Q: What role does a gluten-free diet play in reducing cancer risk?
A: Gluten is a protein in wheat, rye and barley that poses no risk to most people. For people who have celiac disease, gluten sets off a reaction (in which the body’s immune system attacks its own cells) creating damage in the intestines that could increase risk of cancer. In this disease, closely following a gluten-free diet is vital.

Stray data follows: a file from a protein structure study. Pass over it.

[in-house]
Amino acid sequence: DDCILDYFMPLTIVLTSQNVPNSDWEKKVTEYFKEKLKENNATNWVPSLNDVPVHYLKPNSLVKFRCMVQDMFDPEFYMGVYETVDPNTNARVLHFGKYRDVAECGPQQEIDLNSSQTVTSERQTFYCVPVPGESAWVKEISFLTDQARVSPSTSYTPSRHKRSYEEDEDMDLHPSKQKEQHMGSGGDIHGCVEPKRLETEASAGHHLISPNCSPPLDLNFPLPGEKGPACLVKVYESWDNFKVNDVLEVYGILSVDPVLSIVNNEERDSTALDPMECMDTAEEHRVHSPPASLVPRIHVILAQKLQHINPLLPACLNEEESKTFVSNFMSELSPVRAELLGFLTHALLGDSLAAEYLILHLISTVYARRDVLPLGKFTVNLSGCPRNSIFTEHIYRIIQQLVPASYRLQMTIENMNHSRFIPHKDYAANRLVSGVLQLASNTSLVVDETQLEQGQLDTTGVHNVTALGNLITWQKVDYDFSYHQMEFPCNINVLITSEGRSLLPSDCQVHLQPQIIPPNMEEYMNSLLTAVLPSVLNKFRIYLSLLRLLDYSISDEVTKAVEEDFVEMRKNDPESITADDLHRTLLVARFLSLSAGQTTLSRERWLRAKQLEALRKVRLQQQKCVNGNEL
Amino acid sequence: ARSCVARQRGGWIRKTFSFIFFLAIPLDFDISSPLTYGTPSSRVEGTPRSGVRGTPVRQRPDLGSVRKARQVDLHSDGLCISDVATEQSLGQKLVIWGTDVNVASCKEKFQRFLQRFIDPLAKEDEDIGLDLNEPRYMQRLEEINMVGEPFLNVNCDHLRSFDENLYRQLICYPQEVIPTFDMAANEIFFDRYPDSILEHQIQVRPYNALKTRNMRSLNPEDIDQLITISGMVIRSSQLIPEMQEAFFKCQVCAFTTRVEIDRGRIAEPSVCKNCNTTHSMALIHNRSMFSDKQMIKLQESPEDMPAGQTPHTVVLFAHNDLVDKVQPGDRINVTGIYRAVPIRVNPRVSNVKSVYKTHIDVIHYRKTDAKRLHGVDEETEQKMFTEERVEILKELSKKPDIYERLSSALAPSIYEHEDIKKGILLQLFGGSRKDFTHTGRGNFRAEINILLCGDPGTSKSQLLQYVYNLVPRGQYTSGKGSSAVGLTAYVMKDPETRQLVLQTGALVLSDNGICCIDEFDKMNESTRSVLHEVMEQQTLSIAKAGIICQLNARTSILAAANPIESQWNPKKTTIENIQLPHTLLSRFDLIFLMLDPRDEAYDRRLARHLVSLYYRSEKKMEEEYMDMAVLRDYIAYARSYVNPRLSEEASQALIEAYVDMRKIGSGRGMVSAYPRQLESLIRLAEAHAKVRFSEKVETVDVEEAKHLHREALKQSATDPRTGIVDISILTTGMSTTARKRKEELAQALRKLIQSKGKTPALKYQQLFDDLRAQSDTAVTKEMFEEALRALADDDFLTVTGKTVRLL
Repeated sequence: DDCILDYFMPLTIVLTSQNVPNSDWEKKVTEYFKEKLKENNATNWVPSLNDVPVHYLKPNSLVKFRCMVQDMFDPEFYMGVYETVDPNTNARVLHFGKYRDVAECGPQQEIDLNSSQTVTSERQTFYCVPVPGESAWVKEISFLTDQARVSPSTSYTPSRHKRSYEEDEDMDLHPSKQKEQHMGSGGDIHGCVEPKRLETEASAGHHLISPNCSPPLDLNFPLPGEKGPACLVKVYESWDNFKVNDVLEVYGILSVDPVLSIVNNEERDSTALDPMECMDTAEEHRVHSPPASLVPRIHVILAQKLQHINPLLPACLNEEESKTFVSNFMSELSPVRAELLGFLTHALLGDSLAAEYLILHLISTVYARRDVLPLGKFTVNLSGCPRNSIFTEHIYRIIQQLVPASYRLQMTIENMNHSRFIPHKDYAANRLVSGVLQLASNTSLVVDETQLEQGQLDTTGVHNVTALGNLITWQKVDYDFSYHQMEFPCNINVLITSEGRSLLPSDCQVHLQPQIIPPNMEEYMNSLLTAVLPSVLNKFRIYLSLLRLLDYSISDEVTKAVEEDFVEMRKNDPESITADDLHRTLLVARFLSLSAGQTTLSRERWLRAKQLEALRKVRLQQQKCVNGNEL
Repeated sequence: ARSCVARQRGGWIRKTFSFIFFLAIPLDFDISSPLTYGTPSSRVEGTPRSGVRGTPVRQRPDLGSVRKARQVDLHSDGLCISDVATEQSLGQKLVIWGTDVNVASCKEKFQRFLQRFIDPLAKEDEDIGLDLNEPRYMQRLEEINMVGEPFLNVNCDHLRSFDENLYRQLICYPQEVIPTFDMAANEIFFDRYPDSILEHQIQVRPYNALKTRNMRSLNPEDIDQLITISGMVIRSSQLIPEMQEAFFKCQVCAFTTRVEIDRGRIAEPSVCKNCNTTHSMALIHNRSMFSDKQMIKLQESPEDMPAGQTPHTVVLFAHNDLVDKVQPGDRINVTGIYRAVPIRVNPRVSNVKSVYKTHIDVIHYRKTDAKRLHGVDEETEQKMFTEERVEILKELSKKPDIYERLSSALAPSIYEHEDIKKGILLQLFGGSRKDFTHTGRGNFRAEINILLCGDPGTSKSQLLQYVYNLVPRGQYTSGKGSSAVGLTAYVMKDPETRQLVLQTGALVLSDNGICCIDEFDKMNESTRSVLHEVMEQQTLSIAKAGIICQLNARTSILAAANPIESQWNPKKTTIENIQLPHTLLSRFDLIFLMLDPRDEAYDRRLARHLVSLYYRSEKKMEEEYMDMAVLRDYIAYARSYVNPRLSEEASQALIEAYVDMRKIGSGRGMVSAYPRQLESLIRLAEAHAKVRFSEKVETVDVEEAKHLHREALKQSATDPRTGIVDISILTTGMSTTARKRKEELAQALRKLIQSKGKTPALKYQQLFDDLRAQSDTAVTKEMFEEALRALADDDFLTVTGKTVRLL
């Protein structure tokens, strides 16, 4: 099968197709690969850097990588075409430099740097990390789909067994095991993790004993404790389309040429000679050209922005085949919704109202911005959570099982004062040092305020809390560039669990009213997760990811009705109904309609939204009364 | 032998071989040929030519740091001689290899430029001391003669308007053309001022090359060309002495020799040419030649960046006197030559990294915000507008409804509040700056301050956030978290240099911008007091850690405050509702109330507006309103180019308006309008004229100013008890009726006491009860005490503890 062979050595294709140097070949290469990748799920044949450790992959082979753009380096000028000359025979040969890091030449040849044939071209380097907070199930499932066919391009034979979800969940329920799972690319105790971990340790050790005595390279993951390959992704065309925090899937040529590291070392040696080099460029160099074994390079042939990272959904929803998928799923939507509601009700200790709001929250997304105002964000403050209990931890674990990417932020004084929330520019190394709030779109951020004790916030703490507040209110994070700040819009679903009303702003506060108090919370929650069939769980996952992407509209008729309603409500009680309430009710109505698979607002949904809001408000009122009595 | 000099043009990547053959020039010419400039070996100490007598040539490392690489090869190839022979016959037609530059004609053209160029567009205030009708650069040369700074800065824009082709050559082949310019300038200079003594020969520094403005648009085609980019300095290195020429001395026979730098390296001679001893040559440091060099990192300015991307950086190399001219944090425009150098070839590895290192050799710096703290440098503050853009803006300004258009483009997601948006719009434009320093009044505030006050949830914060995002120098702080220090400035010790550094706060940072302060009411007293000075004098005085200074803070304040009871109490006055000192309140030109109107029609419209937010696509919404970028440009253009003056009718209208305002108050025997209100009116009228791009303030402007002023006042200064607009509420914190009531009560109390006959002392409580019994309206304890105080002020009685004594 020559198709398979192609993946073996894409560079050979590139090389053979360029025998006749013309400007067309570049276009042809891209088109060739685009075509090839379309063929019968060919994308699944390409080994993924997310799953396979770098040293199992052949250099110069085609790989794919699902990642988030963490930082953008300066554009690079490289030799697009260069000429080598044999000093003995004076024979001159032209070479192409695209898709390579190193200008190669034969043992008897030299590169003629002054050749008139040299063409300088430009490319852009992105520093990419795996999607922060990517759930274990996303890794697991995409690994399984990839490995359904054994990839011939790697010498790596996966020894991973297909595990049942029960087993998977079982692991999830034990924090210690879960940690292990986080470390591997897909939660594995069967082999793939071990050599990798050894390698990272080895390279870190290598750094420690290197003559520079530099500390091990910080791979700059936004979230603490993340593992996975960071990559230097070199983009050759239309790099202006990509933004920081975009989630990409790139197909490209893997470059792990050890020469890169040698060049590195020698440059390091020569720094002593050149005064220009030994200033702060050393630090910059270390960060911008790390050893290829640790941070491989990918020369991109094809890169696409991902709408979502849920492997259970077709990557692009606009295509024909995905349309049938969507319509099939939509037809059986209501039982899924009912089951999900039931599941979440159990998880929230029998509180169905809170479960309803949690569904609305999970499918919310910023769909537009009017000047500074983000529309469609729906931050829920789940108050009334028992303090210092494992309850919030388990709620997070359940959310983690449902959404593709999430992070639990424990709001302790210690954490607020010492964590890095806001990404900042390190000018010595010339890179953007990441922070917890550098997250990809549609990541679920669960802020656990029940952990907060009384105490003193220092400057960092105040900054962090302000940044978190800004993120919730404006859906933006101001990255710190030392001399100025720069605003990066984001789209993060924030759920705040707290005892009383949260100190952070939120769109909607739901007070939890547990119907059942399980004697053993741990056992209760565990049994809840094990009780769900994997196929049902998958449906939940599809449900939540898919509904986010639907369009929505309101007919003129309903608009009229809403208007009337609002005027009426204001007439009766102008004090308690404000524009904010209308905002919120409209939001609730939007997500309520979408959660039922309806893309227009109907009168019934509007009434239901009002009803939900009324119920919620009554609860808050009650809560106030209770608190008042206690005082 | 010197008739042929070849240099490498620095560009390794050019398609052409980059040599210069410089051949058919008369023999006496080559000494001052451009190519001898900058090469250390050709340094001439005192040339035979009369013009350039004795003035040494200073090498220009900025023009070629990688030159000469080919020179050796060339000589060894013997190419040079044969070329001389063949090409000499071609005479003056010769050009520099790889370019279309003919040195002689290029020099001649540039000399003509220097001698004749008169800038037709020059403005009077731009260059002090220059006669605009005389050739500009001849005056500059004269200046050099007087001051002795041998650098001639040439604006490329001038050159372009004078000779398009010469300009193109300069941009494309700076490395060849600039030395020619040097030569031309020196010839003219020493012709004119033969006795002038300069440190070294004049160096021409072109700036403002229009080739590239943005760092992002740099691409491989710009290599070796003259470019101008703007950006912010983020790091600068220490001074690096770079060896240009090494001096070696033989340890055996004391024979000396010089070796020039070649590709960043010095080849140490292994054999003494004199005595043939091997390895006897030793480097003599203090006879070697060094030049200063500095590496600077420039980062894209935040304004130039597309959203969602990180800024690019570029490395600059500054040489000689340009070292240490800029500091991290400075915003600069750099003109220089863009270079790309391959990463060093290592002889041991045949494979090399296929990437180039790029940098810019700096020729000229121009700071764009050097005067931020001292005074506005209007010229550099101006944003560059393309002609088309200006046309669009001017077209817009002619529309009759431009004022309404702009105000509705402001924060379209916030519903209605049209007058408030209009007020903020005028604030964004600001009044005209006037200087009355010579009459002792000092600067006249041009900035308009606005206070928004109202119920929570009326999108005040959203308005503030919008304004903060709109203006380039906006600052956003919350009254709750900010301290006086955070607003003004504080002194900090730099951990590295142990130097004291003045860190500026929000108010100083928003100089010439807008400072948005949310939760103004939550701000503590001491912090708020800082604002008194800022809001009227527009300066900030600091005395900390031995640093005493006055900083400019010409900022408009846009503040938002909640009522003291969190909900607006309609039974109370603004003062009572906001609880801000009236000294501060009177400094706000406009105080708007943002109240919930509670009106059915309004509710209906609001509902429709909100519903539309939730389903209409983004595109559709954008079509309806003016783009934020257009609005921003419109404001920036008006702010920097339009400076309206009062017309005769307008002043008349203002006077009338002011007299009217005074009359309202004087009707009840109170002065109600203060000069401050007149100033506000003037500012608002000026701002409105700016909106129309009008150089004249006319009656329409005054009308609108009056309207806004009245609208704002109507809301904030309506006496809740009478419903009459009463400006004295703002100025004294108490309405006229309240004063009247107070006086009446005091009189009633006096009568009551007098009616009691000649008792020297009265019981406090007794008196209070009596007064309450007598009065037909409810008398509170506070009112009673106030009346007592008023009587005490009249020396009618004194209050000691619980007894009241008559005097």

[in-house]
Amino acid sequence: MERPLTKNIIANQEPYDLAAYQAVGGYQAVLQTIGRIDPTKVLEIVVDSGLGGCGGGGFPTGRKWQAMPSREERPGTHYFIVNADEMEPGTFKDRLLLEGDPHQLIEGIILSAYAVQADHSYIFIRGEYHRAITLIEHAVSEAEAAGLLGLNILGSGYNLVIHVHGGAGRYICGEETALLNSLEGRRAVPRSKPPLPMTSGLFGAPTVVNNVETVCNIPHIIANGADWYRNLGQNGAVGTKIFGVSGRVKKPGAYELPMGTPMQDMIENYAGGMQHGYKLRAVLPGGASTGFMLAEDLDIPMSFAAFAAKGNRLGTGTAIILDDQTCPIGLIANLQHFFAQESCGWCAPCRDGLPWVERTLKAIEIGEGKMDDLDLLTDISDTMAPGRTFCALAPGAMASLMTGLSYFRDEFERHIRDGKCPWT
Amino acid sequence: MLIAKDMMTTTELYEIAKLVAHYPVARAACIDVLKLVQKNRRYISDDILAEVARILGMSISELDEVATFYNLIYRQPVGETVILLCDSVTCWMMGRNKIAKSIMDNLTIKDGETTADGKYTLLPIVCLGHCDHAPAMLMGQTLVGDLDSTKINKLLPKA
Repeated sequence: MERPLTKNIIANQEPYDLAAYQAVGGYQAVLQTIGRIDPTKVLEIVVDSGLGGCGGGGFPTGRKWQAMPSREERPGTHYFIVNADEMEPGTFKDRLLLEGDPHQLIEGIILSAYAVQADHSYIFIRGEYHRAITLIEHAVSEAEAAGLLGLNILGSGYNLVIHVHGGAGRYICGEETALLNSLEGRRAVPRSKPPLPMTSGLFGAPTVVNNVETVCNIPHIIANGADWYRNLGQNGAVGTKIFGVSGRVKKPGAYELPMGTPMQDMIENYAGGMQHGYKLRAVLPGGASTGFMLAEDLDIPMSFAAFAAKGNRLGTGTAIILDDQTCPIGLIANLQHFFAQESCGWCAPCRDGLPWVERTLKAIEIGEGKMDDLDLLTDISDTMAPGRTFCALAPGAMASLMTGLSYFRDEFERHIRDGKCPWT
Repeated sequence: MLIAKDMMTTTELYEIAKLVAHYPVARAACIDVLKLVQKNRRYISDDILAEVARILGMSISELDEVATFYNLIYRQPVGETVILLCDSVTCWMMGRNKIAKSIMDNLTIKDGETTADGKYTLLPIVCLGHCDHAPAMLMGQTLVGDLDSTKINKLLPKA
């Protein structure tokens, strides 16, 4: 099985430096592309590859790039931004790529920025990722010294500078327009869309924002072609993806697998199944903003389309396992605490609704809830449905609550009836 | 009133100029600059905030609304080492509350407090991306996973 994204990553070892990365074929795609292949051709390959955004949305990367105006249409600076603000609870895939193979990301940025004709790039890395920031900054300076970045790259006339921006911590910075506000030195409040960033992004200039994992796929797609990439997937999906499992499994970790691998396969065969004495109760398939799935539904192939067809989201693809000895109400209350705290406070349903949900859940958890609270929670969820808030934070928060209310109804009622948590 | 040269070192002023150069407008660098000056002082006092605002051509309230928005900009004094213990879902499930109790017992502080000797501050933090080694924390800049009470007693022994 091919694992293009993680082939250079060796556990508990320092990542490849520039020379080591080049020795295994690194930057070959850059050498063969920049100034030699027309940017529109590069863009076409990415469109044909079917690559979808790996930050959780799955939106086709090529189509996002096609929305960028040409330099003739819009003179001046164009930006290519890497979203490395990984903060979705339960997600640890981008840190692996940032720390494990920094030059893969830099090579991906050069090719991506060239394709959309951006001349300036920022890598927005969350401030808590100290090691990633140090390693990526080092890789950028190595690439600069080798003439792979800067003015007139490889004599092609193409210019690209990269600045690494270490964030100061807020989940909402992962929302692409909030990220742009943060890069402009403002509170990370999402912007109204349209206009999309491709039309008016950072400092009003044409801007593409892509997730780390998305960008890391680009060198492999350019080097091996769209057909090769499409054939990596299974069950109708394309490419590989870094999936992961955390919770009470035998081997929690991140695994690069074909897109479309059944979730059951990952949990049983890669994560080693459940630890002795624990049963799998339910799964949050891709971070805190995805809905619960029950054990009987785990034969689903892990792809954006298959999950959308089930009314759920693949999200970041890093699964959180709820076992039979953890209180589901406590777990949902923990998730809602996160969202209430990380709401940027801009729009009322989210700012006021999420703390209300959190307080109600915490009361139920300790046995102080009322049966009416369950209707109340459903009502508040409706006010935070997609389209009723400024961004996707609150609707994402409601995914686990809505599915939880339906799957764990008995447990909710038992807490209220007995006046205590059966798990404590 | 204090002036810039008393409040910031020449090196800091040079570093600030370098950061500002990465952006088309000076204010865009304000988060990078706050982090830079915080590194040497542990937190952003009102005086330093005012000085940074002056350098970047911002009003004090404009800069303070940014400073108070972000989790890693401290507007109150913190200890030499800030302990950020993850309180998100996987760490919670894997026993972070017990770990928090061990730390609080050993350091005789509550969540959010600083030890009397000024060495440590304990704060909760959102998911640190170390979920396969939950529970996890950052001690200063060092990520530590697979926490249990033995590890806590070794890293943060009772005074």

There may be a spectrum of other, separate gluten-related disorders, called “non-celiac gluten sensitivity” (NCGS) based on emerging research. For these people, symptoms like digestive tract pain, headache or fatigue improve when gluten is removed. So far, researchers don’t consider it related to cancer risk. In either case, people avoiding gluten can eat a well-balanced diet, replacing the three gluten-containing grains with potatoes, whole-grain rice, soy, amaranth, quinoa, buckwheat, beans and starch or flour made from any of these. However, if you do not have celiac disease or NCGS, research shows no cancer protection from avoiding gluten. In fact, whole-grain foods containing gluten can be good sources of fiber and phytochemicals that may be cancer-protective.
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